Hypertec's ability to build PCs to order has been a key part of its strategy since launching its manufacturing operation in February. Now the North Ryde-based company is gearing up to take its line of customisable PCs into the retail sector.
Hypertec managing director Geoff O'Reilly says the company will place three models of its Hyperformance PCs (under a new, yet-to-be-determined name) in the retail channel, starting in September. Depending on the model, prices will range from just under $2,000 to about $3,500, he said.
"Most of our competitors' prices start in the early $3,000s. The sub-$2,000 market has a whole segment awaiting it and there haven't been a lot of people addressing it," said Michael McGrath, Hypertec marketing manager. "At the lower end of the market you've got the sort of games-oriented home user. In the middle you've got the small office users, and at the top end you've got the more serious PC user who's looking for a lot of functionality with fax modem and Internet capability. We'll have a model aimed at each of those market segments at a price that's going to be very competitive," McGrath said.
Get your specs on
Beyond battling strictly on price, O'Reilly sees the retail sector as an ideal venue for Hypertec's wares. At the heart of Hypertec's retail strategy is the ability for customers to spec out their own PC, adding or taking away functionality and components to fit their own needs and budget. "We see an opportunity for customers to be able to walk into a store and say 'I've got this much to spend and this is what I'm after', " he said. "By configuring the system to their own, individual needs, they'll be able to walk away with the system they want. Of course, for those customers who know less about computers, we'll have sort of prepackaged models available. But, the ability to customise is always there. We're saying to the customer, 'What do you want?' "O'Reilly says all of this customising will occur in sales kiosks Hypertec plans to install in a number of major PC retailers - including Harvey Norman, David Jones, Grace Brothers, Radio Rentals and Vox - starting around September. The customer will visit the kiosk and, using a PC-based system, will spec out their own PC. Hypertec will then assemble the unit to the customer's specs and deliver it to their door within 72 hours, he said.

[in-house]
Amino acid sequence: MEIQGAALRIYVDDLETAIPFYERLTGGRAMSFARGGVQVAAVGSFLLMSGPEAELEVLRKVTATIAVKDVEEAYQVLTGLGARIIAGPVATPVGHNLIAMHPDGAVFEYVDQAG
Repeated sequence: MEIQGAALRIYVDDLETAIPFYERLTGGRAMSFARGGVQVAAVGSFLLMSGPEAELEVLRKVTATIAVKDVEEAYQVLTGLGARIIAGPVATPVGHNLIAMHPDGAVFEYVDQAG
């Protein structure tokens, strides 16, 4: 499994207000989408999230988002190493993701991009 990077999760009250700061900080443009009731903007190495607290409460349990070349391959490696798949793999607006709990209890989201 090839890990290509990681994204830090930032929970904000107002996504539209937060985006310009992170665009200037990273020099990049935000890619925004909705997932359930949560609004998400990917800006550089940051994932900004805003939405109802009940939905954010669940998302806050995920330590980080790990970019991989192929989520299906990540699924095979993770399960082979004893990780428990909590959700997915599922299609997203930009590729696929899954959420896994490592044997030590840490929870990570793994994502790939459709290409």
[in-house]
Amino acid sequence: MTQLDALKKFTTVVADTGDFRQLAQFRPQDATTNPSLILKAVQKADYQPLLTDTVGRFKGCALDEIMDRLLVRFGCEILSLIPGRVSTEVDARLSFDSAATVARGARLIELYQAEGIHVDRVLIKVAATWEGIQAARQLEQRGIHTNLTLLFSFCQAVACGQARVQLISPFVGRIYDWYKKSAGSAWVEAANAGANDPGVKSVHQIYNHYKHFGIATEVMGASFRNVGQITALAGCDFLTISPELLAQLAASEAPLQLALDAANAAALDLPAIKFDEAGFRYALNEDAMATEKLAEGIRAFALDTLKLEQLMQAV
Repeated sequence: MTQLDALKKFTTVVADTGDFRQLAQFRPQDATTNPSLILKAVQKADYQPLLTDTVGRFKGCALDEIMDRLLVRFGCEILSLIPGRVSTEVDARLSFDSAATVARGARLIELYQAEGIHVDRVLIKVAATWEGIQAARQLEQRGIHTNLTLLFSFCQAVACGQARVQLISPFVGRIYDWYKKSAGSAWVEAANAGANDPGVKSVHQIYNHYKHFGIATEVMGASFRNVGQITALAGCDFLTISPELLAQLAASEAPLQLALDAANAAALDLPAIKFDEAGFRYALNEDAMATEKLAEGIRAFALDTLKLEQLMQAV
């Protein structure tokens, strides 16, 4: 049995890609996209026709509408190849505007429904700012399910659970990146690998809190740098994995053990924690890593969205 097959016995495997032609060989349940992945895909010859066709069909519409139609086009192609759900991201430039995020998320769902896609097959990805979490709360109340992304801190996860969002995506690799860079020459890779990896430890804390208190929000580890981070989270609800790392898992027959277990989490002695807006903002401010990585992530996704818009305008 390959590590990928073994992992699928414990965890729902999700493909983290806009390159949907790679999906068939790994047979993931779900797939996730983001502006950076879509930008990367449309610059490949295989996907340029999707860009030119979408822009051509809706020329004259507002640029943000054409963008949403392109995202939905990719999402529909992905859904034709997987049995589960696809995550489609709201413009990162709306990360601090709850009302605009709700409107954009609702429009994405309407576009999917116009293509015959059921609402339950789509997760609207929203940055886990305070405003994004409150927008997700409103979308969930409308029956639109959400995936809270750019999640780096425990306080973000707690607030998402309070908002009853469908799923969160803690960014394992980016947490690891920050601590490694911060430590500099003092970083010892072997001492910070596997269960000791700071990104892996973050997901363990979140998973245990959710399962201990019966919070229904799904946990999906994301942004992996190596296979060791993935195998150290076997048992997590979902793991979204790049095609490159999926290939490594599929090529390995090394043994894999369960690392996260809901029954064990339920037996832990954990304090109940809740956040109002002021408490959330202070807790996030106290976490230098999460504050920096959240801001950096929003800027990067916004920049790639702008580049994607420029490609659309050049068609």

"Retailers won't have to carry a lot of stock because most of the units will be assembled to order at our plant. Dealers don't want to risk carrying a lot of stock, and what this system does is free them from that. The store is where the sale will take place, but the stock and assembly is all handled by us," he said.
O'Reilly says the PC market has dealt Hypertec and other manufacturers a few surprises lately. "Government sales are definitely down," he said. "Normally this is the silly season. After you've got a change of government you're normally looking at a lot of purchases being made, but I think a lot of public servants are more worried [whether they'll have] a job in a year's time. We were expecting a lot more out of Canberra, but it's been very quiet."
He says, however, some of the surprises have been good ones. "We've seen a real upswing in business from a lot of the smaller, tier two dealers," O'Reilly said. "We've also got a number of 'seed machines' with the Royal Australian Navy and Australia Post. We're finding the markets evolve in interesting ways."